Seasonal sea ice cover during the warm Pliocene: Evidence from the Iceland Sea (ODP Site 907)


Contact
Caroline.Clotten [ at ] uni.no

Abstract

Sea ice is a critical component in the Arctic and global climate system, yet little is known about its extent and variability during past warm intervals, such as the Pliocene (5.33–2.58Ma). Here, we present the first multi-proxy (IP25, sterols, alkenones, palynology) sea ice reconstructions for the Late Pliocene Iceland Sea (ODP Site 907). Our interpretation of a seasonal sea ice cover with occasional ice-free intervals between 3.50–3.00Ma is supported by reconstructed alkenone-based summer sea surface temperatures. As evidenced from brassicasterol and dinosterol, primary productivity was low between 3.50 and 3.00Ma and the site experienced generally oligotrophic conditions. The East Greenland Current (and East Icelandic Current) may have transported sea ice into the Iceland Sea and/or brought cooler and fresher waters favoring local sea ice formation. Between 3.00 and 2.40Ma, the Iceland Sea is mainly sea ice-free, but seasonal sea ice occurred between 2.81 and 2.74Ma. Sea ice extending into the Iceland Sea at this time may have acted as a positive feedback for the build-up of the Greenland Ice Sheet (GIS), which underwent a major expansion ∼2.75Ma. Thereafter, most likely a stable sea ice edge developed close to Greenland, possibly changing together with the expansion and retreat of the GIS and affecting the productivity in the Iceland Sea.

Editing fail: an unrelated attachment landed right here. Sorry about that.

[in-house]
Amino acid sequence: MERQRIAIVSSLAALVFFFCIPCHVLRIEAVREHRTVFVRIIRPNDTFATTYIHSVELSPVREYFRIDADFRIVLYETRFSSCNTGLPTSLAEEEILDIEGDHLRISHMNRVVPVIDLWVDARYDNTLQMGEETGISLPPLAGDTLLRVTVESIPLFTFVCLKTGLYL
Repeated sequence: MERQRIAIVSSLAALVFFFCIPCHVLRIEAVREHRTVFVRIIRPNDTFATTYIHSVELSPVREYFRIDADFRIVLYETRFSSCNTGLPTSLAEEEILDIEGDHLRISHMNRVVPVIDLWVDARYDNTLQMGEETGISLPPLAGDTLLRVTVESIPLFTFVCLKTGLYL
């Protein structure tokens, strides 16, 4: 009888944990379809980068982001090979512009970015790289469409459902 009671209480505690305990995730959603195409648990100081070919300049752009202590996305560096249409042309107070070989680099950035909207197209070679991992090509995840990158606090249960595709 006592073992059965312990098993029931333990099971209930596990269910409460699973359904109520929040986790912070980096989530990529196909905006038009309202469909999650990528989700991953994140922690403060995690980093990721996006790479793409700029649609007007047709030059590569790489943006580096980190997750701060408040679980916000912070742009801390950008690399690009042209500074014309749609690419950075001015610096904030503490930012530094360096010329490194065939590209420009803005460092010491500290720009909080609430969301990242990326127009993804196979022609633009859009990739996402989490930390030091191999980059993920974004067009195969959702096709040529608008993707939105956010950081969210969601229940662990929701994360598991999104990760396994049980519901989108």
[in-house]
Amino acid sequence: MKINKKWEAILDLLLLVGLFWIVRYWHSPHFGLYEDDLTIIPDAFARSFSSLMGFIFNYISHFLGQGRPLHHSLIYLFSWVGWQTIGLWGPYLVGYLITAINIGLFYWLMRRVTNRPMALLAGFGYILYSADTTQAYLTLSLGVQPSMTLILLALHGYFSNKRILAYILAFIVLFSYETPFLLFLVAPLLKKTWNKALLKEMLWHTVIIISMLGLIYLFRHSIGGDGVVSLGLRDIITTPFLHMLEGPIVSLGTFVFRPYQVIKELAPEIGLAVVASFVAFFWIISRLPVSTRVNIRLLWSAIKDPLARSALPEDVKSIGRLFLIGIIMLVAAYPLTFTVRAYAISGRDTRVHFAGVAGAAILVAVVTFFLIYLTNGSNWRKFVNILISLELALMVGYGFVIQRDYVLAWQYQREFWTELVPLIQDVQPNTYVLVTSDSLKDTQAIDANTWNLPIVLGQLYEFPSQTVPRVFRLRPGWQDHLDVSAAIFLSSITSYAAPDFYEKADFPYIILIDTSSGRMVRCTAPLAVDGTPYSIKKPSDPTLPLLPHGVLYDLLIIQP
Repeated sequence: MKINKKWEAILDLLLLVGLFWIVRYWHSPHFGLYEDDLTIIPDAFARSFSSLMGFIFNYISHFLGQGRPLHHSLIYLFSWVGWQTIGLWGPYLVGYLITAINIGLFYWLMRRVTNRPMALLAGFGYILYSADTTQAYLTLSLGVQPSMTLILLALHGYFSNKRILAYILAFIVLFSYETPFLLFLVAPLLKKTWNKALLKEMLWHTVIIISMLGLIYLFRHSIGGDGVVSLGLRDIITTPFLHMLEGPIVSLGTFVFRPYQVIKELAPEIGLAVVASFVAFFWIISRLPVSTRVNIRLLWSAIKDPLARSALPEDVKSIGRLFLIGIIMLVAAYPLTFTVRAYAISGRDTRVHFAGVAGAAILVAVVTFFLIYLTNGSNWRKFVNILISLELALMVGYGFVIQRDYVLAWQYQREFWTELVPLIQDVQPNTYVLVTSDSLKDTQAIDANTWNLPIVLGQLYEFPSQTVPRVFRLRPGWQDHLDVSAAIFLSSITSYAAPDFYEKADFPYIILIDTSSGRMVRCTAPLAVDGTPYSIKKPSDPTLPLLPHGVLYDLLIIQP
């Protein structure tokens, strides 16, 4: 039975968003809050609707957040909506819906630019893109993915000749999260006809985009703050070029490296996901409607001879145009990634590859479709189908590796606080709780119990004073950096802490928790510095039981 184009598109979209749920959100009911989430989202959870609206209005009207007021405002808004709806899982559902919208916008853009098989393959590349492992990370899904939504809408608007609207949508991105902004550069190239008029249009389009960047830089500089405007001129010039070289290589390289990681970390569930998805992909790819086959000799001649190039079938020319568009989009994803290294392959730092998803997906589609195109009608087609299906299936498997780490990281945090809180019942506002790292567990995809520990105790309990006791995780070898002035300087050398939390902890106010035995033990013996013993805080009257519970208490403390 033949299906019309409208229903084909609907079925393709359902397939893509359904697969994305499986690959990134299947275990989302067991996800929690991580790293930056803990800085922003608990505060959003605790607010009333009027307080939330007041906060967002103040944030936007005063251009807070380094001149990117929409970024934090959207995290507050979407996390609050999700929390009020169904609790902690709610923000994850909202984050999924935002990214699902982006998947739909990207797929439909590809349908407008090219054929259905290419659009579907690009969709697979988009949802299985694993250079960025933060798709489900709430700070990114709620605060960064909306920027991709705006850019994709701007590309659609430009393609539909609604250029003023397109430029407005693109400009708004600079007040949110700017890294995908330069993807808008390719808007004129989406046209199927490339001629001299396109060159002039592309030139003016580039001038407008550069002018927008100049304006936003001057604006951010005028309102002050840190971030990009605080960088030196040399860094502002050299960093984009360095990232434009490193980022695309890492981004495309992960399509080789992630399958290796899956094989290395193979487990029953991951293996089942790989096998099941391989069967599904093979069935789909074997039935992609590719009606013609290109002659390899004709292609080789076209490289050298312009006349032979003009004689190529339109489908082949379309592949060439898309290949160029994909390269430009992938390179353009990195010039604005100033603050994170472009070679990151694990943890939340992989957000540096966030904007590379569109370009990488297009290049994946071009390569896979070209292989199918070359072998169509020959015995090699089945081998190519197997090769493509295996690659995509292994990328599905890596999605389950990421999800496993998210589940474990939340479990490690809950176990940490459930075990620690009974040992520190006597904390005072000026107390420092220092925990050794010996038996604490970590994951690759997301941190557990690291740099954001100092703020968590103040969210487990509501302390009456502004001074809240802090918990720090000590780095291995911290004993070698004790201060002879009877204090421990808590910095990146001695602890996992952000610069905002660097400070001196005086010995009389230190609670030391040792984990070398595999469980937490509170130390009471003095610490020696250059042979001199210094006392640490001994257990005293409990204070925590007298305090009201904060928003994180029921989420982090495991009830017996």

Item Type
Article
Authors
Divisions
Primary Division
Programs
Primary Topic
Peer revision
ISI/Scopus peer-reviewed
Publication Status
Published
Eprint ID
45714
DOI 10.1016/j.epsl.2017.10.011

Cite as
Clotten, C. , Stein, R. , Fahl, K. and De Schepper, S. (2018): Seasonal sea ice cover during the warm Pliocene: Evidence from the Iceland Sea (ODP Site 907) , Earth and Planetary Science Letters, 481 , pp. 61-72 . doi: 10.1016/j.epsl.2017.10.011


Share


Citation

Research Platforms
N/A

Campaigns


Actions
Edit Item Edit Item